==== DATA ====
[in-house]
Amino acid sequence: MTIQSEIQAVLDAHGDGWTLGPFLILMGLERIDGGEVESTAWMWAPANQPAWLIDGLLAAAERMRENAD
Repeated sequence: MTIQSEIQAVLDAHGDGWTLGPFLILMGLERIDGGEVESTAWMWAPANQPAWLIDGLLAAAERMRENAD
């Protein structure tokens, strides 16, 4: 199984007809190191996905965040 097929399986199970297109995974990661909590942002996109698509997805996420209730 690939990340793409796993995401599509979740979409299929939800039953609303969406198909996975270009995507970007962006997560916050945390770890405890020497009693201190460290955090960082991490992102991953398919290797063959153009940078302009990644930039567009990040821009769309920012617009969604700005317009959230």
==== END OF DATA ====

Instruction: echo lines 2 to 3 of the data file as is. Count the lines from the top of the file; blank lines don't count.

Amino acid sequence: MTIQSEIQAVLDAHGDGWTLGPFLILMGLERIDGGEVESTAWMWAPANQPAWLIDGLLAAAERMRENAD
Repeated sequence: MTIQSEIQAVLDAHGDGWTLGPFLILMGLERIDGGEVESTAWMWAPANQPAWLIDGLLAAAERMRENAD